Agree. It is amazing how many over 70s are uncomfortable with a reducing net worth when they will never spend it all. I promised myself I would never work again (or actively spend time trying to make money) once I had enough money to last me my lifetime and am comfortable with my net worth reducing every year till I die. It is not how much money you die with, it is how young you were when you stopped selling your life (working) that matters. Can't take it with you.

Usury is a sin, the elderly should know this.

I can attest to that.

16
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Inflationary pressures are a huge threat to the NZ economy, with the only tool known to have an immediate dampening effect is raising interest rates. The stimulus injected into the economy was a reaction to a perceived looming economic shock - and if this shock doesn't happen then what is the result of all this printed cash? The natural economic cycle of growth and decline has been stopped, and now inefficient businesses remain solvent instead of going bust as they should have, whilst every man & his dog has become a self-proclaimed ''property investor'' alongside their day job as the plummeting interest rates fuel a housing orgy.
If in 5yrs time the interest rates are at +5% how would this impact the NZ economy? We are stockpiling dead businesses & they will pop all at once, creating unemployment and a loss of consumer confidence and spending. Assuming many people will fix a mortgage this year for a 5yr term, we can only speculate at what happens when these terms finish.
But by then Jacinda will be chastising us from a seat on a global council and her band of merry spenders will be nowhere to be seen. Welcoming in another 25yrs of a National government who will once again use mass immigration to pretend to grow the economy.

A stampede out of NZ and less and less people will want to come here to live https://www.stuff.co.nz/travel/kiwi-traveller/117213477/new-zealand-almo... note this article is precovid before Beetroot and Fat Controller got stuck in

Well, that article brightened my day, not.
I don't mind being a furniture scavenging cut-backer, but I'm starting to get the feeling that pretty soon I'll have to make some tougher choices.

Will it mean increase in interest rates for deposits with the Banks ? Or, just extra margin for the Banks on lending ?

If...and the if is huge, the ability to demand wage increases eventuates then there may be inflation but even if so the central banks will not move until the last possible moment on interest rates as when they increase them the cascade of defaults will begin....such is a liquidity trap.

Oil price has been ticking up for some time. Oil drives everything.

Yes. About 0.20c a ltr more at the pump than a couple of months ago. 50ltrs/$10 a week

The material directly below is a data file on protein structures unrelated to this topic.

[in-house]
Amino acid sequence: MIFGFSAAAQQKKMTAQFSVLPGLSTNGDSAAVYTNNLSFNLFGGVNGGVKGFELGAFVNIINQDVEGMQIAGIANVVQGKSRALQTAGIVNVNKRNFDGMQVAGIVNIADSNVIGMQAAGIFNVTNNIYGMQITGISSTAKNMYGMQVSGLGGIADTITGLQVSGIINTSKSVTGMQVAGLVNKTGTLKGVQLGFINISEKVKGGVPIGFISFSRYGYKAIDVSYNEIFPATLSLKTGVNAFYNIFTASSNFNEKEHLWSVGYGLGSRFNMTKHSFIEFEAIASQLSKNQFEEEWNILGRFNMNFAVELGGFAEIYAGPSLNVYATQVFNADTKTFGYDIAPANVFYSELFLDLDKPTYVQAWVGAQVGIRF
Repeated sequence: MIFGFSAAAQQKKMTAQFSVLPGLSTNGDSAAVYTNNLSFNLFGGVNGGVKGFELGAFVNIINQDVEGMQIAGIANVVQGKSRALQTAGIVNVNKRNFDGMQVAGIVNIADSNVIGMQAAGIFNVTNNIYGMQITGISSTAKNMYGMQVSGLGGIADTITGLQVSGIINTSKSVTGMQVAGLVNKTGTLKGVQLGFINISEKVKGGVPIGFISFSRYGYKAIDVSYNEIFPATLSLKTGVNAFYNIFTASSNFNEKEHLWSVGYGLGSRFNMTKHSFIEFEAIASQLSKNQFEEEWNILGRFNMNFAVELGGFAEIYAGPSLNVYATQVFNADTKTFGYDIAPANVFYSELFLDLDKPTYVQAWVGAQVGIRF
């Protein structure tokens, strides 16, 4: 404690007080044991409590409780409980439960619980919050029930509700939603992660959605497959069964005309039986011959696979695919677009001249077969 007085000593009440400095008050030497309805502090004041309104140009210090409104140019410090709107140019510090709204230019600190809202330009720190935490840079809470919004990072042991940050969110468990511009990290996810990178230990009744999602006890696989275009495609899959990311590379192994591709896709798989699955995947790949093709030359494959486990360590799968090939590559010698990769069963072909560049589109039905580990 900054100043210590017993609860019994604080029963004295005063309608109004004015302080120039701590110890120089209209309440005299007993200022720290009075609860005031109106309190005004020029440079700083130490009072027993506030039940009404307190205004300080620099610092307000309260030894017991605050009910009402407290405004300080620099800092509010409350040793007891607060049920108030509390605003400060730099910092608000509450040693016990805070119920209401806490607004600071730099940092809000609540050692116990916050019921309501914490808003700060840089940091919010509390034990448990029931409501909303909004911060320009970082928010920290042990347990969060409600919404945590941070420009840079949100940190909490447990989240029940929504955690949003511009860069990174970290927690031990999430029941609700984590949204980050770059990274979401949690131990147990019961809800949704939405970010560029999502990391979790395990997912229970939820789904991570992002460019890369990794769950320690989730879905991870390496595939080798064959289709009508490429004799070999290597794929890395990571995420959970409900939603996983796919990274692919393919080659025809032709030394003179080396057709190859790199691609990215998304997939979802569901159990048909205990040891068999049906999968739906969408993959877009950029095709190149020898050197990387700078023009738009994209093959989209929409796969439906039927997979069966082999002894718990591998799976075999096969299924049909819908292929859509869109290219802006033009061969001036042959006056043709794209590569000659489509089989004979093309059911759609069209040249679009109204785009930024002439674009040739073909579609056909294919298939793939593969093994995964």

$500 bucks a year. A lot of money for some people who need to commute and work for a living.

It impacts everything yes but the price is flexible....if demand drops it adjusts quickly...wages not so.

When you pour money into the economy but the supply remains the same, the more money people will offer for the same goods. That's inflation. Since covid there is even less supply of goods in that equation

Currently (and for decades past) the inflation is asset inflation which is understandable.
We have since the 80s increasingly had (western) economies run by rentiers for rentiers, production off shored to low wage economies so no opportunity to increase productivity or leverage to increase wages....unfortunately for the rentiers too many joined their game and worked out there was no future in productive endeavour...the system is collapsing under the over extraction of rents.

Inflation, inflation everywhere but pity Adrian’s eyes doesn’t see very well with all his ego crowding his vision.

No wonder Mrs Beetroot "likes isolated, silent places away from home"

So if we dont lower OCR, our dollar will go up and exporters kneecapped. Orr has to follow the trend.

We don't need to export, simply print more cash and bid up houses so everyone feels riche

We need to export if we wish anything we cannot produce ourselves....which unfortunately is quite a lot

Govt spending has increased and this has increased the amount of money in circulation. However, Govt is a minor player compared to the banks who are pumping credit money into the economy - easily out-pacing Govt spending. It is the bank's splurge of credit money (coupled with low interest rates and buyer confidence) that is driving up house prices. It is credit money that is also driving NZ household debt as a % of GDP back to 2008 levels (what happened next?) https://tradingeconomics.com/new-zealand/households-debt-to-gdp

Jfoe, the Money Supply has been going up by tens of billions every month since March 2020, whereas bank lending has not been above 10 billion each month during that same time. So for example, in Dec the banks lent out 3 billion more in 2020 than in 2019. But RBNZ added tens of billions extra. If you look at the 5 year M3 chart, you can see a steep climb in the money supply March 2020 and then a new higher trajectory maintained, so i don't think we can pin this all on bank lending.

https://tradingeconomics.com/new-zealand/money-supply-m3

https://www.rbnz.govt.nz/statistics/c31

.

Inflation? don't know what your talking about...
My house increased in value by $60K in 1-2 months, but hey inflation is apparently ~1.4% - so all good right...??

Inflation is tied to increased costs of consumption... you don't eat your house.

Unless your taking food out of your own mouth to save a deport or pay some speculators debt servicing. It is the same wallet.

It's ludicrous to read the comments realising they can't differentiate between headline and core inflation in their agitprop.

The threat of rising interest rates? There is only 1 country in the world that sets that number for the rest of us and that isn't Aotearoa- but we can keep pretending.

Headline and core inflation both miss the rampant inflation in asset prices. Also there are three central banks that set our interest rates, but I'll concede the RBNZ isn't one of them.

The internet has helped to kill inflation. We crowdsource lower prices.

In NZ - raising inflation quickly being hide in housing, rental? foods? petrol? all ups - quick more of those subsidies, supplement - Until, most of NZ youth realised, they are just taken for a ride, cut your lost and move across for more meaningful life, join the brave, intelligence Nation across the ditch.. not to be shock though? - avoid Syd & MelB, unless the salary offer is six digits.